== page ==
doctors of osteopathic medicine
Many of our patients ask this question and for sometime we had brochures in the waiting room to help explain what a D.O. really is. As described in Res.No.B-7ff-M/2016 by The AOA's Bureau of International Osteopathic Medicine...
The osteopathic medical profession was established by Andrew Taylor Still, MD, DO, in Missouri in 1892. The practice of traditional medicine in the U.S. at that time was heavily influenced by methods and theories of practice, which are now antiquated and discredited. Dr. Still sought a new philosophy and approach to medicine that built upon the existing healthcare model and incorporated his newly developed principals of osteopathic care and osteopathic manipulative treatment. This was to become osteopathic medicine.
Today, there are two types of fully licensed physicians recognized by the U.S. federal government: the osteopathic physician, to whom a DO (Doctor of Osteopathy or Doctor of Osteopathic Medicine) degree is conferred, and the allopathic physician, to whom an MD (Doctor of Medicine) degree is conferred. DOs and MDs are eligible for medical licensure in all 50 states and the District of Columbia. All DOs and MDs must be licensed by the state licensing board in order to practice in that state. Licensure affords equivalent practice rights for DOs and MDs.
Whether physicians hold the DO or the MD qualification has no bearing on their rights and responsibilities in the practice of medicine. U.S.-trained DOs are accorded the same unlimited scope of practice as their counterparts, the MDs, which include prescriptive rights, managed care contracts, surgery, the ability to employ the latest medical technologies, and staff privileges at hospitals and medical facilities. Osteopathic physicians are eligible for participation in and reimbursement from managed care companies and all state and federal government agencies and programs, such as Medicare and Medicaid. In addition, U.S.-trained DOs are eligible to prescribe all controlled substances (narcotic and non-narcotic) as designated by the U.S. Drug Enforcement Administration in its Schedule I, II, III, IV or V medicines.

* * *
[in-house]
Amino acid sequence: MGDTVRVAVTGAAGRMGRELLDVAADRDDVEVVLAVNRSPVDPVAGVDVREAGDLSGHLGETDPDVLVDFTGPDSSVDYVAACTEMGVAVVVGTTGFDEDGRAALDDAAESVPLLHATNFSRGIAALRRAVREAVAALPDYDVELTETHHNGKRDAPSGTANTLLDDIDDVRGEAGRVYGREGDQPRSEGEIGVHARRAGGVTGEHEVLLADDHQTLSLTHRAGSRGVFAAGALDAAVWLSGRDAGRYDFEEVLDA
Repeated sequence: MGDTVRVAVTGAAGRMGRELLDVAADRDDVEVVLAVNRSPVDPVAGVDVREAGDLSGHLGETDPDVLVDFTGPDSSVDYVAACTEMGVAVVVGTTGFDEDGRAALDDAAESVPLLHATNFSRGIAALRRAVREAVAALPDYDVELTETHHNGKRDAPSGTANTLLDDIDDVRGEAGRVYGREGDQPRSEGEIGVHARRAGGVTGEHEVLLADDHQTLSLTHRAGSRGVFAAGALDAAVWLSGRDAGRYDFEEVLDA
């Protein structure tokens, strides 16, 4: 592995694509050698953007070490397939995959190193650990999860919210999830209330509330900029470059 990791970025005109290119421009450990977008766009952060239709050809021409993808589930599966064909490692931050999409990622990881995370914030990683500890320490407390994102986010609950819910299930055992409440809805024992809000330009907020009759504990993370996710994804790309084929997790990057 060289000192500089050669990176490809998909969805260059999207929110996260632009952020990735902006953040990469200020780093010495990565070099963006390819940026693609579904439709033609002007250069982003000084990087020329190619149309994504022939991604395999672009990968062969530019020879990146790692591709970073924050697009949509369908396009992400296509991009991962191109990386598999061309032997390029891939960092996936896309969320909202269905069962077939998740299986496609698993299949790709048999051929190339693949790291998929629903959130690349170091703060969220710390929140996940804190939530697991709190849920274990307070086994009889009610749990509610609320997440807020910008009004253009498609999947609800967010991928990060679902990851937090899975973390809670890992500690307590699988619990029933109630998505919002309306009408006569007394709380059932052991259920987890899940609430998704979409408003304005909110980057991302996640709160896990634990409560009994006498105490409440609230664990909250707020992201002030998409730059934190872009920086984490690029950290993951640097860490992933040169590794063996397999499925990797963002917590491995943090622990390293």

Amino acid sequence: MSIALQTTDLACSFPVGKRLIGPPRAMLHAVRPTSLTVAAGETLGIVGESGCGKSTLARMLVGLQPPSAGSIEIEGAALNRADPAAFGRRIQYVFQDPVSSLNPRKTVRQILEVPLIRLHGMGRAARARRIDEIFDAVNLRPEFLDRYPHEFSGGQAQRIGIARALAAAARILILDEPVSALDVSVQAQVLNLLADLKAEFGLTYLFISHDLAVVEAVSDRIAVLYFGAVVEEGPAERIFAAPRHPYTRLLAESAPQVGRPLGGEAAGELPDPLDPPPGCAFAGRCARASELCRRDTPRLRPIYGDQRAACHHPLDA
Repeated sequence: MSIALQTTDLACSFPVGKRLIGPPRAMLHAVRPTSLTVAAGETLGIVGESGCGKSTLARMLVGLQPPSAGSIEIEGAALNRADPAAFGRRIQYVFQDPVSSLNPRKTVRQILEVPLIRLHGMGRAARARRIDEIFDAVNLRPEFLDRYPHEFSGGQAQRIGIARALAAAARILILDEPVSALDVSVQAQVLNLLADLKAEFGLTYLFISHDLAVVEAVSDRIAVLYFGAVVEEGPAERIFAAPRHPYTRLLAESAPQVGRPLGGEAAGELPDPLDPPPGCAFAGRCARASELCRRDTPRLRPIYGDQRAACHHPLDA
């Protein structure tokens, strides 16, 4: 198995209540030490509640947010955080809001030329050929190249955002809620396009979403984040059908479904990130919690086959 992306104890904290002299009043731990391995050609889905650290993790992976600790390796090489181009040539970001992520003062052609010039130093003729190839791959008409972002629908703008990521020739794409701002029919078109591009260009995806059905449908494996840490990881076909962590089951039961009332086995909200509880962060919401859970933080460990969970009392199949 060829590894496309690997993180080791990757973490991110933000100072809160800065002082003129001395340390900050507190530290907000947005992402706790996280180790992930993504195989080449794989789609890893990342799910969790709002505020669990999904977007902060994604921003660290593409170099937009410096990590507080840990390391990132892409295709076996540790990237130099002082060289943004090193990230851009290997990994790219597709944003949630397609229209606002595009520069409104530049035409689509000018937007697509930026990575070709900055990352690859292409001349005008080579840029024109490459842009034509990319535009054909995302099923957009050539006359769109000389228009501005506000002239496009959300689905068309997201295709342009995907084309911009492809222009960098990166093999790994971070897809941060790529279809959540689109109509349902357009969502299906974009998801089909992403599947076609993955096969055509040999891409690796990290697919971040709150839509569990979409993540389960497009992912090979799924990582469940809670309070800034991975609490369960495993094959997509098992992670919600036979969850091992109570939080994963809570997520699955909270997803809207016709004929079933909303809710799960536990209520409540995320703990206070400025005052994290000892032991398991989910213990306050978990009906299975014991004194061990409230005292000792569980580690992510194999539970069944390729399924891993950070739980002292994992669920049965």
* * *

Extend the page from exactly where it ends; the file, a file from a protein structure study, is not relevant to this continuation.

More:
While U.S.-trained DOs and MDs have many things in common, osteopathic medicine is a parallel branch of medicine with a distinct philosophy and approach to patient care. DOs practice a "whole person" approach to health care. Instead of just treating specific signs and symptoms, osteopathic physicians concentrate on treating their patients as a whole, including mind, body and spirit.
Osteopathic physicians understand how all the body's systems are interconnected and how each one affects the others. They receive additional specialized training in the musculoskeletal system so that they better understand how that system influences the condition of all other body systems. DOs are also trained to identify and correct structural problems, which can assist the body's natural tendency toward health and self-healing.
As a component of their practices, DOs help patients develop attitudes and lifestyles that don't just fight illness, but also help prevent disease. Millions of patients prefer this concerned and compassionate care and have made DOs their physicians for life.